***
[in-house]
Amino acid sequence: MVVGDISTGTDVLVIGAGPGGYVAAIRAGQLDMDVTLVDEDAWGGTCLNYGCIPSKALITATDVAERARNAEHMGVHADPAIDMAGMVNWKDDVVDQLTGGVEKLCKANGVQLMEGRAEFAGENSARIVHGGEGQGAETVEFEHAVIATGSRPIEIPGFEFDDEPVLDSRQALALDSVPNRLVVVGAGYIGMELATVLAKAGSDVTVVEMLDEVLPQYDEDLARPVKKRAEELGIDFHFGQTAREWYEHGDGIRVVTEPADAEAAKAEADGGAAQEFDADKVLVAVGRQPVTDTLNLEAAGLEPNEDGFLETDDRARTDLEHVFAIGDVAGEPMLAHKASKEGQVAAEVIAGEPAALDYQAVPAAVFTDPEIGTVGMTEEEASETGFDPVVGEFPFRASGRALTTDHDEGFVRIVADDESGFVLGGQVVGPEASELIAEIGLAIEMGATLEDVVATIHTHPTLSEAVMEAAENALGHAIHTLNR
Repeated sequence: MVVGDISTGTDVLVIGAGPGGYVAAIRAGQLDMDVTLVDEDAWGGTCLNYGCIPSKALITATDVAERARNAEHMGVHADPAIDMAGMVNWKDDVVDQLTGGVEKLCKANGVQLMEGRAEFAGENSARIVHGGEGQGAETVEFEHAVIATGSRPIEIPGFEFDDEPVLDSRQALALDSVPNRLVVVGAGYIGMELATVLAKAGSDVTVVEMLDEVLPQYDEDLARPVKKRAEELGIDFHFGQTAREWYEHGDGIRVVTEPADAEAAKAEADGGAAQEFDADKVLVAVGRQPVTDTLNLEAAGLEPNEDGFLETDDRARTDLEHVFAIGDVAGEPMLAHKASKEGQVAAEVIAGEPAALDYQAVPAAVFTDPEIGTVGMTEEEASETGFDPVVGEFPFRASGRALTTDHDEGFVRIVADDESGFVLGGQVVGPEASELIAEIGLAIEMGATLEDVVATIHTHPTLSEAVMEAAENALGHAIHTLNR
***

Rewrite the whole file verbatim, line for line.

[in-house]
Amino acid sequence: MVVGDISTGTDVLVIGAGPGGYVAAIRAGQLDMDVTLVDEDAWGGTCLNYGCIPSKALITATDVAERARNAEHMGVHADPAIDMAGMVNWKDDVVDQLTGGVEKLCKANGVQLMEGRAEFAGENSARIVHGGEGQGAETVEFEHAVIATGSRPIEIPGFEFDDEPVLDSRQALALDSVPNRLVVVGAGYIGMELATVLAKAGSDVTVVEMLDEVLPQYDEDLARPVKKRAEELGIDFHFGQTAREWYEHGDGIRVVTEPADAEAAKAEADGGAAQEFDADKVLVAVGRQPVTDTLNLEAAGLEPNEDGFLETDDRARTDLEHVFAIGDVAGEPMLAHKASKEGQVAAEVIAGEPAALDYQAVPAAVFTDPEIGTVGMTEEEASETGFDPVVGEFPFRASGRALTTDHDEGFVRIVADDESGFVLGGQVVGPEASELIAEIGLAIEMGATLEDVVATIHTHPTLSEAVMEAAENALGHAIHTLNR
Repeated sequence: MVVGDISTGTDVLVIGAGPGGYVAAIRAGQLDMDVTLVDEDAWGGTCLNYGCIPSKALITATDVAERARNAEHMGVHADPAIDMAGMVNWKDDVVDQLTGGVEKLCKANGVQLMEGRAEFAGENSARIVHGGEGQGAETVEFEHAVIATGSRPIEIPGFEFDDEPVLDSRQALALDSVPNRLVVVGAGYIGMELATVLAKAGSDVTVVEMLDEVLPQYDEDLARPVKKRAEELGIDFHFGQTAREWYEHGDGIRVVTEPADAEAAKAEADGGAAQEFDADKVLVAVGRQPVTDTLNLEAAGLEPNEDGFLETDDRARTDLEHVFAIGDVAGEPMLAHKASKEGQVAAEVIAGEPAALDYQAVPAAVFTDPEIGTVGMTEEEASETGFDPVVGEFPFRASGRALTTDHDEGFVRIVADDESGFVLGGQVVGPEASELIAEIGLAIEMGATLEDVVATIHTHPTLSEAVMEAAENALGHAIHTLNR